One variable: {'a': 1, 'b': 1.0118956348766281}
pval=0.19, D=1.7, ddf=1
Decision with significance level 0.05: One variable model In :
lrtest_test(1,1,1,1,True,False);

real: 1 1
Two variables: {'a': 0.88198851749015894, 'b': 0.95415310004056564}
One variable: {'a': 1.0278836663608819, 'b': 1}
pval=0.042, D=4.1, ddf=1
Decision with significance level 0.05: Two variable model In :
lrtest_test(1,1,0,0,True,False);

real: 1 1
Two variables: {'a': 1.0842648241878579, 'b': 1.0287763184769507}
One variable: {'a': -0.5729794466048922, 'b': 0}
pval=1.2e-72, D=3.2e+02, ddf=1
Decision with significance level 0.05: Two variable model In :
lrtest_test(1,1,0,0,False,True);

real: 1 1
Two variables: {'a': 0.9452008165850978, 'b': 0.98442967528266856}
One variable: {'a': 0, 'b': 0.63175416158525943}
pval=5.3e-35, D=1.5e+02, ddf=1
Decision with significance level 0.05: Two variable model In :
lrtest_test(1,1,0,1,False,True);

real: 1 1
Two variables: {'a': 0.98872695387898135, 'b': 0.98522534209144352}
One variable: {'a': 0, 'b': 0.62084932431698936}
pval=7.3e-35, D=1.5e+02, ddf=1
Decision with significance level 0.05: Two variable model In :
lrtest_test(1,1,0,1,True,False);

real: 1 1
Two variables: {'a': 1.0224399232088139, 'b': 0.99340603684830542}
One variable: {'a': 1.0446412443876858, 'b': 1}
pval=0.8, D=0.065, ddf=1
Decision with significance level 0.05: One variable model In :
lrtest_test(1,1,1,0,True,False);

real: 1 1
Two variables: {'a': 0.87089207465018115, 'b': 0.96616302997657855}
One variable: {'a': -0.58724547087449808, 'b': 0}
pval=5e-74, D=3.3e+02, ddf=1
Decision with significance level 0.05: Two variable model In :
lrtest_test(1,1,1,0,False,True);

real: 1 1
Two variables: {'a': 1.0285746095656456, 'b': 1.0174174562149918}
One variable: {'a': 1, 'b': 1.0099552907882328}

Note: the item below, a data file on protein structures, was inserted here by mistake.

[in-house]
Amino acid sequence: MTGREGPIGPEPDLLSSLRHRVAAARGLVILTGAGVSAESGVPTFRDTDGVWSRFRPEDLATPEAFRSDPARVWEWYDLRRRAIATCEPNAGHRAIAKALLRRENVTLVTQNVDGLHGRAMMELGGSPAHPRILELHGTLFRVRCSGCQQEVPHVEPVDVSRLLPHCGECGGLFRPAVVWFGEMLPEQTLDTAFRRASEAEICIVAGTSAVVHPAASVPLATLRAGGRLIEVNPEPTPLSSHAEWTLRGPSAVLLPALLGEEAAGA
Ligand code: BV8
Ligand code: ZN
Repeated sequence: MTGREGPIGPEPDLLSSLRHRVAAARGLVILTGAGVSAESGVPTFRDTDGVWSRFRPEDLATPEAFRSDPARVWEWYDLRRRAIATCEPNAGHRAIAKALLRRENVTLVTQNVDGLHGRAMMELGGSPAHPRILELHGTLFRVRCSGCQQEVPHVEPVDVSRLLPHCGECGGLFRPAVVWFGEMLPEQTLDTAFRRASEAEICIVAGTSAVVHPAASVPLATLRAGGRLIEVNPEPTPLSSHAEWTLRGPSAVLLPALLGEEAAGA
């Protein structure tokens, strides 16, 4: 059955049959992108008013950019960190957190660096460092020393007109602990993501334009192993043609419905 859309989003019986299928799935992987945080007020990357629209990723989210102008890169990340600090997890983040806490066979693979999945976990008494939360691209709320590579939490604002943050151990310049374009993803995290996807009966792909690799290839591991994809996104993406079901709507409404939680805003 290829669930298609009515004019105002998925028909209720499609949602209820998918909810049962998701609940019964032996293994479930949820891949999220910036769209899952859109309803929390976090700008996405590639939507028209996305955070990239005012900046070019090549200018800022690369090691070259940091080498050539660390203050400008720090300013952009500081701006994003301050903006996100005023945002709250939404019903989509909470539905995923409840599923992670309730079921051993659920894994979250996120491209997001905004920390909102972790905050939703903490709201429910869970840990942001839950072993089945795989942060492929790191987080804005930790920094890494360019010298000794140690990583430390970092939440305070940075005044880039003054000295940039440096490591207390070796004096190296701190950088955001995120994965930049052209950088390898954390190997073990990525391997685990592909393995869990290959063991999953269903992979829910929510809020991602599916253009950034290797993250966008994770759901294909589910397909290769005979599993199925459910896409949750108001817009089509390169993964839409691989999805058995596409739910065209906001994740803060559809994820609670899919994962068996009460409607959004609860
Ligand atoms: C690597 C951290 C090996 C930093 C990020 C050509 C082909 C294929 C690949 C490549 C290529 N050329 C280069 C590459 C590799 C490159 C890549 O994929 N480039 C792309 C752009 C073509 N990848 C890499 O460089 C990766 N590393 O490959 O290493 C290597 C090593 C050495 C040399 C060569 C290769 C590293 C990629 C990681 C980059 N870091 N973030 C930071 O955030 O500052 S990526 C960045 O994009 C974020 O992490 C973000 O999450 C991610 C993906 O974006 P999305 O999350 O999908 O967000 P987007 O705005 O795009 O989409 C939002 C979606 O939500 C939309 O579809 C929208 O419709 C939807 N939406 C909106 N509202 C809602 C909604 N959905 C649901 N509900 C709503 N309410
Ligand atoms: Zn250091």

pval=0.77, D=0.086, ddf=1
Decision with significance level 0.05: One variable model In :
lrtest_test(1,1,2,1,False,True);

real: 1 1
Two variables: {'a': 1.0888695144064144, 'b': 1.0317987702059201}
One variable: {'a': 2, 'b': 1.2079536785181528}
pval=3.3e-07, D=26, ddf=1
Decision with significance level 0.05: Two variable model ## Compare with R¶

Here we compare the Python implementation with the R implementation - lmtest::lrtest. The data is generated from a quadratic polynomial:

$$y = at^2 + bt + c + N(0,\sigma^2)$$

and we fit two models - the nested model is a linear function and the nesting model is a quadratic polynomial.

### Note¶

In order to get this to work you will need to make sure the lmtest package is installed (don't install via RStudio - use regular command line R) and that the R_HOME and R_USER environment variable are set to where R is running from the command line and where the packages are installed to when running from the command line.

In :
%load_ext rpy2.ipython

The rpy2.ipython extension is already loaded. To reload it, use:

In :
!echo %R_HOME%
!echo %R_USER%

C:/Progra~1/R/R-3.0.3
C:\Users\yoavram\R

In :
for _ in range(10):
N = 100
sig = 0.1
a,b,c = 0.1,1,1
t = linspace(0,1,N)
f = lambda t,a,b,c: c + b*t + a*t**2
data = f(t,a,b,c) + normal(0, sig, N)
model = Model(f)
params = model.make_params(a=0, b=0, c=0)

model_fit1 = model.fit(data, t=t, params=params)

params['a'].set(vary=False)
model_fit0 = model.fit(data, t=t, params=params)

prefer_m1,pval,D,ddf = lrtest(model_fit0, model_fit1)
print "py",
print pval

print "R ",
%Rpush t data
%R library(lmtest)
%R lm1=lm(data~t)
%R lm2=lm(data~t+I(t^2))
%R pvalue = lrtest(lm2,lm1)[2,5]
%Rpull pvalue
print pvalue

py 0.0179882275173
R  0.0179882275173
py 0.537531566876
R  0.537531566876
py 0.269018479047
R  0.269018479047
py 0.495471455839
R  0.495471455839
py 0.546745762151
R  0.546745762151
py 0.662389288421
R  0.662389288421
py 0.534273698101
R  0.534273698101
py 0.0422040728343
R  0.0422040728343
py 0.633756809221
R  0.633756809221
py 0.203276605564
R  0.203276605564